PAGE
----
Another edition of eVolo Magazine's popular-as-ever Skyscraper Competition has come to a close. The yearly ideas competition invites entrants to submit their most creative skyscraper designs that also rethink vertical architecture and its relationship to the built and natural environments.
From a foldable skyscraper shelter and religious-inspired towers, to an LAX vertical airport and a “Communist Experience Center”, the 2018 competition reeled in 526 submissions. The three prize-winning entries came from Poland, Hong Kong, and Chile, and 27 honorable mentions were also announced.
Scroll down to see the winning entries!
1ST PLACE: Skyshelter.zip: Foldable Skyscraper for Disaster Zones by Damian Granosik, Jakub Kulisa, Piotr Pańczyk | Poland
Project excerpt: “More and more natural disasters happen annually across the world. When dealing with forces so powerful, standard means of crisis-management often prove to be inefficient. Whether certain region is struck by earthquake, flood or hurricane – help needs to arrive quickly. This is often easier to be said than done, as damages to transportation infrastructure or remote localization can make it extremely difficult. The Skyshelter.zip tries to address these issues by proposing structure that while offering large floor surface is compact, easy to transport anywhere and can be deployed with minimum amount of time and manpower requirements. It is meant to serve as multi-purpose hub for any relief operation. The Skyshelter.zip is extremely easy to move due to its unique qualities. The entire structure is foldable in a manner that resembles origami or accordion.” More project info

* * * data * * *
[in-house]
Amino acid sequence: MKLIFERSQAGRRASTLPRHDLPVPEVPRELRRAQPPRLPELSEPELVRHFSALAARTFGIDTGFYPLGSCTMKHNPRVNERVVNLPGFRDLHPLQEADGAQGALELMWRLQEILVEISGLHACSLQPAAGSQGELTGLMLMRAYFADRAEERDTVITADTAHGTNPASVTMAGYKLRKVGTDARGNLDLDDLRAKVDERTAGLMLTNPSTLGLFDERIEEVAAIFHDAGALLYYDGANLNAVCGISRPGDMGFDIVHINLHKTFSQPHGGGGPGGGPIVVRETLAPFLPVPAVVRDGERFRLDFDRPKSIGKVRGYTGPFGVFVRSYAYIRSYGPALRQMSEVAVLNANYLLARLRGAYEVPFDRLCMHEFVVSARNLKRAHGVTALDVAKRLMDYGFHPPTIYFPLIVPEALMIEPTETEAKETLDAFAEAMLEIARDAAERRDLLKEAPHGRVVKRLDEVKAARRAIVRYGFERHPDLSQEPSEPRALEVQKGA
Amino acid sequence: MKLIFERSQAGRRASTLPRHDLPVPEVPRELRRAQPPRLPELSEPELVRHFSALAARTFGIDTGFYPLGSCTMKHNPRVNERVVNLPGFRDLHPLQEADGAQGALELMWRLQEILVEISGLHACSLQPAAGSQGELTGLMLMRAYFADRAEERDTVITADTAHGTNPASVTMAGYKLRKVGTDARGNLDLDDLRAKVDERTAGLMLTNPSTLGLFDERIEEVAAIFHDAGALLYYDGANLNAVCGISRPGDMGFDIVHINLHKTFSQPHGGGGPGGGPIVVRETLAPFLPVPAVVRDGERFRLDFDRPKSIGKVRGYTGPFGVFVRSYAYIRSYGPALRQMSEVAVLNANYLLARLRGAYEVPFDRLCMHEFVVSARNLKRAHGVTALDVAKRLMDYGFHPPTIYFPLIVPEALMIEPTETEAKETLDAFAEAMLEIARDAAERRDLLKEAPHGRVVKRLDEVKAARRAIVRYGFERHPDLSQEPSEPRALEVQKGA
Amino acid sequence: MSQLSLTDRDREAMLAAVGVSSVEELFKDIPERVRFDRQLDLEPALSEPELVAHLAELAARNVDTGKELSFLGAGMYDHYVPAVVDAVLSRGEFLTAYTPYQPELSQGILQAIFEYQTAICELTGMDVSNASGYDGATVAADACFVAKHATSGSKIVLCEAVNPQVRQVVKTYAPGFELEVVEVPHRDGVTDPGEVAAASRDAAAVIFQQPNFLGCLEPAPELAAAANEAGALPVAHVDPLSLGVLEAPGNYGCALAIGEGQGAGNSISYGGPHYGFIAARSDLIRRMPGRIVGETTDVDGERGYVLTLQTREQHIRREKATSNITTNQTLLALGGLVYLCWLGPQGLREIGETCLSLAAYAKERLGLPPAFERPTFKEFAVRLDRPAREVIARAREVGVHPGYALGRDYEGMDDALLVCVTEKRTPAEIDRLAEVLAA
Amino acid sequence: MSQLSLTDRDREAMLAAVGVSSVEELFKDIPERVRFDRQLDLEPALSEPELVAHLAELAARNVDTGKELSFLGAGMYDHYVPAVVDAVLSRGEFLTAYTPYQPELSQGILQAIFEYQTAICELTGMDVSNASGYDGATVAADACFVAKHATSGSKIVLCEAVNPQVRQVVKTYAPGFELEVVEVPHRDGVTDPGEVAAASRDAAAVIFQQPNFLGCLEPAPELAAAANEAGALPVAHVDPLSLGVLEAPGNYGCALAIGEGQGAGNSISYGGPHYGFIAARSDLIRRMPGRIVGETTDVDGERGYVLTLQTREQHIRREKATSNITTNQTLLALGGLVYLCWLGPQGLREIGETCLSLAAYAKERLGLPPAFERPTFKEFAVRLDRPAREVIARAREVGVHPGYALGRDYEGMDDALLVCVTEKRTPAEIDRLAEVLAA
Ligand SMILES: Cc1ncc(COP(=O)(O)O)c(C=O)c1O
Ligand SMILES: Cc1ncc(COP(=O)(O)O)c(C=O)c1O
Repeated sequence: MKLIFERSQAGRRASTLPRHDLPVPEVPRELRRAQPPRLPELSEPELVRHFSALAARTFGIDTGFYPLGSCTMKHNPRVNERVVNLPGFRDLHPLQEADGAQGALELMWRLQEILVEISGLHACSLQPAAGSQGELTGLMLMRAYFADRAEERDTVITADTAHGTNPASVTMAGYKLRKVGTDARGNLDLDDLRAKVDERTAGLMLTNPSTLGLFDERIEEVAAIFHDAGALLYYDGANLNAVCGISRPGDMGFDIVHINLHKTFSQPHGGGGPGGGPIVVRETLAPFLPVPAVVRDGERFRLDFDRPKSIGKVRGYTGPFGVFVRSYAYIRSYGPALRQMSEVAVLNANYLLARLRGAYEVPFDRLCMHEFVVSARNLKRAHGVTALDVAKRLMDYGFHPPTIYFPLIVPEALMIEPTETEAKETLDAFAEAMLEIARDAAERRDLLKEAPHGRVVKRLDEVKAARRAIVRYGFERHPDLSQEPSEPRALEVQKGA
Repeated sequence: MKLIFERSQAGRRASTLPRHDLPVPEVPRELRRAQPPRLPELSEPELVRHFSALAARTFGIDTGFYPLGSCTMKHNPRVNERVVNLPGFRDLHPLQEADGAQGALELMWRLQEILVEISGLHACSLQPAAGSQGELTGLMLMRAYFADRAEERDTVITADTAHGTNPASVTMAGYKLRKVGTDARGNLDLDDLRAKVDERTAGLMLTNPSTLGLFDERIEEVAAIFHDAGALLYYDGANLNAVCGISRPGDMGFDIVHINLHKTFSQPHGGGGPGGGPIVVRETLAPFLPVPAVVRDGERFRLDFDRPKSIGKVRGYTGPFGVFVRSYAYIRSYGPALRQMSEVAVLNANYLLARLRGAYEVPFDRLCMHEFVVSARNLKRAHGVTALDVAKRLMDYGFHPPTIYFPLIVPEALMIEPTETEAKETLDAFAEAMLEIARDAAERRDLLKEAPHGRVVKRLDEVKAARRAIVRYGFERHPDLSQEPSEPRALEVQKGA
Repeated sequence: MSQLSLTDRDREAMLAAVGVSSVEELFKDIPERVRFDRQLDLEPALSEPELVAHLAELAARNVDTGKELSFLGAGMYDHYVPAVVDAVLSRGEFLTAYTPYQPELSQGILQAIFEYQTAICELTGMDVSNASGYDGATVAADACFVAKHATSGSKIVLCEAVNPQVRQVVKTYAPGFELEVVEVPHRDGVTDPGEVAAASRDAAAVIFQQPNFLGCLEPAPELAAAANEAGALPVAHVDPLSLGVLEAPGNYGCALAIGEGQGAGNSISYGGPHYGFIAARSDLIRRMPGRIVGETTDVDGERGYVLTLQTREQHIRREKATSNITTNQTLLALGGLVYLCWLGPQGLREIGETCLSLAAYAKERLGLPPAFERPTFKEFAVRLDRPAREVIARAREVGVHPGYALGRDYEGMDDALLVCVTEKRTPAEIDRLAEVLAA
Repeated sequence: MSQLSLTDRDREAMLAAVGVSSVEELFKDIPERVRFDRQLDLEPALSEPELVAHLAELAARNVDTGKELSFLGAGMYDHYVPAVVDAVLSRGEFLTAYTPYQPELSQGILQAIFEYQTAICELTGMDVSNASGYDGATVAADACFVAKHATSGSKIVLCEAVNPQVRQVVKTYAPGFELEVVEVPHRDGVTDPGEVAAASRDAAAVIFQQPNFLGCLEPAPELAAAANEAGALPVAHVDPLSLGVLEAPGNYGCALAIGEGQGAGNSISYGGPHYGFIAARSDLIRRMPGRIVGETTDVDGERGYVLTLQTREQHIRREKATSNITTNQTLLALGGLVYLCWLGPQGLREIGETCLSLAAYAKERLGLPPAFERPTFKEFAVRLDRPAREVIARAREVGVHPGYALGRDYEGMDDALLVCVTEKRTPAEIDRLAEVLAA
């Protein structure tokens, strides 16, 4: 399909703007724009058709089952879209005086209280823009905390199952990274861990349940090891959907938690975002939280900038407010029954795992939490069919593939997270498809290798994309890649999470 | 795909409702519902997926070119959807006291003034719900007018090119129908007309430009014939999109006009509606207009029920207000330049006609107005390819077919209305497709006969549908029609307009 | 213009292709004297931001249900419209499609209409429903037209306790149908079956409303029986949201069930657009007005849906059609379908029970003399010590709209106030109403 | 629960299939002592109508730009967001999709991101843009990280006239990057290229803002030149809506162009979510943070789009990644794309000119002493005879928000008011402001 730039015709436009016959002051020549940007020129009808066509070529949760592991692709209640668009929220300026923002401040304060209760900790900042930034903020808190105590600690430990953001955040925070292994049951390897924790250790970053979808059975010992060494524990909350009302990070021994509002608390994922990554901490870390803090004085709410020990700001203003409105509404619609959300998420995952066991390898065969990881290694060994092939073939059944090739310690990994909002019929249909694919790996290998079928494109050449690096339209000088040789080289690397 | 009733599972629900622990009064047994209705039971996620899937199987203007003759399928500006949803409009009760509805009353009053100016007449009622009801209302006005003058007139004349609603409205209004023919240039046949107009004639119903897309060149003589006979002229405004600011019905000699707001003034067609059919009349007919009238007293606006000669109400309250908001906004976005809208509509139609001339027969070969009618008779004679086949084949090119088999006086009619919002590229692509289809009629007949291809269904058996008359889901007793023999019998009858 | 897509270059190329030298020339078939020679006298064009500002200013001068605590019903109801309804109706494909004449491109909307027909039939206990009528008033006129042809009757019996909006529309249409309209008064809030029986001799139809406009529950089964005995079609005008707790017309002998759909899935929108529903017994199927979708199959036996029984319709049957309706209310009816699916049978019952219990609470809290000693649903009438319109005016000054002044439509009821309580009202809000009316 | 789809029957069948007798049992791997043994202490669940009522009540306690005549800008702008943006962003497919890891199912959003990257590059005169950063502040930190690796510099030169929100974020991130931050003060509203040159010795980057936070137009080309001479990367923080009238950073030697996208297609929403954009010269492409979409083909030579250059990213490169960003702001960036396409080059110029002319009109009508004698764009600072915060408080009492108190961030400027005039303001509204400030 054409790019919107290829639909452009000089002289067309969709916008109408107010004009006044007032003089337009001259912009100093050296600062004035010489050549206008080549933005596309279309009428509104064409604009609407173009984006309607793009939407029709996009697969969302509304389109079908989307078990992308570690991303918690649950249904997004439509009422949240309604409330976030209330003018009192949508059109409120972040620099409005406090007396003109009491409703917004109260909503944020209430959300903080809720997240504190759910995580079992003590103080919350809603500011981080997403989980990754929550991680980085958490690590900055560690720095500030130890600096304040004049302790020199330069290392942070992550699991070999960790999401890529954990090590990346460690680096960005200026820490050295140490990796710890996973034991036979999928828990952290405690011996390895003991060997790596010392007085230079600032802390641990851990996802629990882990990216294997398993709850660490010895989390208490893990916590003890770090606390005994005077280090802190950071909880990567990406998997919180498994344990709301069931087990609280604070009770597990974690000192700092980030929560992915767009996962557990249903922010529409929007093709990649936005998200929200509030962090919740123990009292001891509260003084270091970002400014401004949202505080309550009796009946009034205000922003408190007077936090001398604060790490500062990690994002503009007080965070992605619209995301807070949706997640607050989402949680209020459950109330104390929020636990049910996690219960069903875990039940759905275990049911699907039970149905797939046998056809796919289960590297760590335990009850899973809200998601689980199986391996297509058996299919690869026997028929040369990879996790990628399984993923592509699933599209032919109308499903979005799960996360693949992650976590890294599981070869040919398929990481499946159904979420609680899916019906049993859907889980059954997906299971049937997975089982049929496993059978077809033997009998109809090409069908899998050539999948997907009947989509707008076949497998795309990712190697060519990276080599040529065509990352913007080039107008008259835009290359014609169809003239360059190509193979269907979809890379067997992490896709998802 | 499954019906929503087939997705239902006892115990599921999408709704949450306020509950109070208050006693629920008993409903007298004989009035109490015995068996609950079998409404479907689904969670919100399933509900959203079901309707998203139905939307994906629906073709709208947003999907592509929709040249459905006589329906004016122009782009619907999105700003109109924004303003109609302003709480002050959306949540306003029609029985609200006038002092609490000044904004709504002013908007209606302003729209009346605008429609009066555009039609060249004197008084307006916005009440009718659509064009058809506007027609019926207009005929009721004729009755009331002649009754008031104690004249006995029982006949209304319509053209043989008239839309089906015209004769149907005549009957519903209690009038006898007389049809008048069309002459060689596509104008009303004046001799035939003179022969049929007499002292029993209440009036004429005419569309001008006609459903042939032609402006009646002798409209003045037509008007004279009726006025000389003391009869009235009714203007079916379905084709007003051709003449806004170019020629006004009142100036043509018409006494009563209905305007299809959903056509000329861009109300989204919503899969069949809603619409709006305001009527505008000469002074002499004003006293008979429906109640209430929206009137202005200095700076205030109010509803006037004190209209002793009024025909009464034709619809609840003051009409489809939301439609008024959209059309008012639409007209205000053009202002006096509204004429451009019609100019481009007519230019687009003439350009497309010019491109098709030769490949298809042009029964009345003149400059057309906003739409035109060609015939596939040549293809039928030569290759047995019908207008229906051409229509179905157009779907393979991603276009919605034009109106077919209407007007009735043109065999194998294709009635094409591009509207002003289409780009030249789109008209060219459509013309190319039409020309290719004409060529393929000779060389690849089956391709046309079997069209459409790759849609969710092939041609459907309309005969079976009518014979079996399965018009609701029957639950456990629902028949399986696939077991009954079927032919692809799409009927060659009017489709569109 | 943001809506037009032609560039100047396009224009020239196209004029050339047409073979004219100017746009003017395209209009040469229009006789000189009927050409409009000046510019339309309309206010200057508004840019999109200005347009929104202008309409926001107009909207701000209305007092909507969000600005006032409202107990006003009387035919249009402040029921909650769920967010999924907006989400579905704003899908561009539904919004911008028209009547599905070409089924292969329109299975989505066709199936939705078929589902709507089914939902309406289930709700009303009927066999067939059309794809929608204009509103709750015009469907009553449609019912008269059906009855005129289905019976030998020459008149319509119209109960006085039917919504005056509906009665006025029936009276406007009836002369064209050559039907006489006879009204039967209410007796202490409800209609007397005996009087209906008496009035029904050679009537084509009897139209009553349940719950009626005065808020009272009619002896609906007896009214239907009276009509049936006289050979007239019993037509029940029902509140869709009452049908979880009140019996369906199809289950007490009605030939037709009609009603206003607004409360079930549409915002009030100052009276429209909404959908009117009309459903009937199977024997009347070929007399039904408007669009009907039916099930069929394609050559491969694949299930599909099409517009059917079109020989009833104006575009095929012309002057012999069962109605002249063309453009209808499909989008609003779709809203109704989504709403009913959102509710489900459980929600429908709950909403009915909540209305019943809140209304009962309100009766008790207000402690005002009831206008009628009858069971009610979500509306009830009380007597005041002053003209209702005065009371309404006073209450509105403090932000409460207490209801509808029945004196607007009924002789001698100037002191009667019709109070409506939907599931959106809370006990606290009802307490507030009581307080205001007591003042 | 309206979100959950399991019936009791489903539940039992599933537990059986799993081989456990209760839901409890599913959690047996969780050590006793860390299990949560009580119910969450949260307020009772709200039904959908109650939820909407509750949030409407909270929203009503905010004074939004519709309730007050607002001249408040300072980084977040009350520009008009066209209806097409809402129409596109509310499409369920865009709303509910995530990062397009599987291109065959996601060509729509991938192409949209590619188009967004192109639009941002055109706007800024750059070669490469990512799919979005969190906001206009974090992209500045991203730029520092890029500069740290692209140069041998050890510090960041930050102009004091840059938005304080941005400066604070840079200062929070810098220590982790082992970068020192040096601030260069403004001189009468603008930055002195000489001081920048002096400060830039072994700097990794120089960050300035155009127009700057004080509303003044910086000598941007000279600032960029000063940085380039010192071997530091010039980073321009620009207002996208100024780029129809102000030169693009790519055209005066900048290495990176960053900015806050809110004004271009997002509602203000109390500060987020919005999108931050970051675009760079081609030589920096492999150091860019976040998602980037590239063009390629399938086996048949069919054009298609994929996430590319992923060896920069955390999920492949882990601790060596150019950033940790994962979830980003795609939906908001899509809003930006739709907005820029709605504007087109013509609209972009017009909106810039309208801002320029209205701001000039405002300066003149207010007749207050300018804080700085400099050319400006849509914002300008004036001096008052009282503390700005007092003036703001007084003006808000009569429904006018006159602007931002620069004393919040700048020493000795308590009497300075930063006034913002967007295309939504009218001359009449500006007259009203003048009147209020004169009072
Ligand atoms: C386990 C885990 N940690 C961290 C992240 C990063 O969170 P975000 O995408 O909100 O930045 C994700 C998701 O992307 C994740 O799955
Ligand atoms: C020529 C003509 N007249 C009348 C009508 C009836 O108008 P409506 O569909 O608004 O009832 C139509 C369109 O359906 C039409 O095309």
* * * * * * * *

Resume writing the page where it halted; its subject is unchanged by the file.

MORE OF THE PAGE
2ND PLACE: Shinto Shrine / Urban Rice Farming Skyscraper by Tony Leung | Hong Kong
Project excerpt: “The objective of this proposal is to restore the traditional interactions between Jinja (Japanese Shinto Shrine) and local people by reterritorizing a busy urban corner in Ginza, Tokyo with a vertically organized Jinja-cum-rice-farming complex. In the past, Jinja and rice farming were the center of Japanese economy. The paddy field and Jinja complex also served as centers of everyday interaction. Many local Jinja not only housed the relevant Kami (deities) but also served as a warehouse for harvests. Also, the biggest communal festival, Matsuri, happened during spring seeding and autumn harvesting. [...] The interconnected roofs served as stepped paddy farms and public access to various halls, creating a continuous landscape. A service Core consists of lift and escape staircase are provided for services and emergency.” More project info
3RD PLACE: Waria Lemuy: Fire Prevention Skyscraper by Claudio C. Araya Arias | Chile
Project excerpt: “The 2016-2017 season of forest fires left a record of destruction never before recorded in the south-central zone of Chile. The consequences of the above were 5,244 fires with an impact of 569,989 hectares, 2,500 homes. The most serious case was the one in the town of Santa Olga, where the destruction exceeds 1,000 homes, destroying the entire city. Reconstruction is an indisputable subject, but the existing model of growth by expansion left a clear vulnerability within the territory.
The degraded soils and the decrease of the vegetation, among other variables produced by this settlement model, were part of the factors that modified the natural conditions, leaving the sector vulnerable.
WARIA LEMUY, forest city in Mapudungun (the native language of the sector).
The proposal looks for a new way of inhabiting the territory, through a system of buildings at height, avoiding the effects of the old settlement model. The objective is to face the reconstruction from a new perspective, recover the lost housing and infrastructure, added to a restoration of the flora and biodiversity, through a system that prevents and mitigates future catastrophes. Through a renovating process that allows to coexist with the geography and the territory.” More project info
Don't forget about the honorable mentions in the gallery below.
All images courtesy of eVolo.
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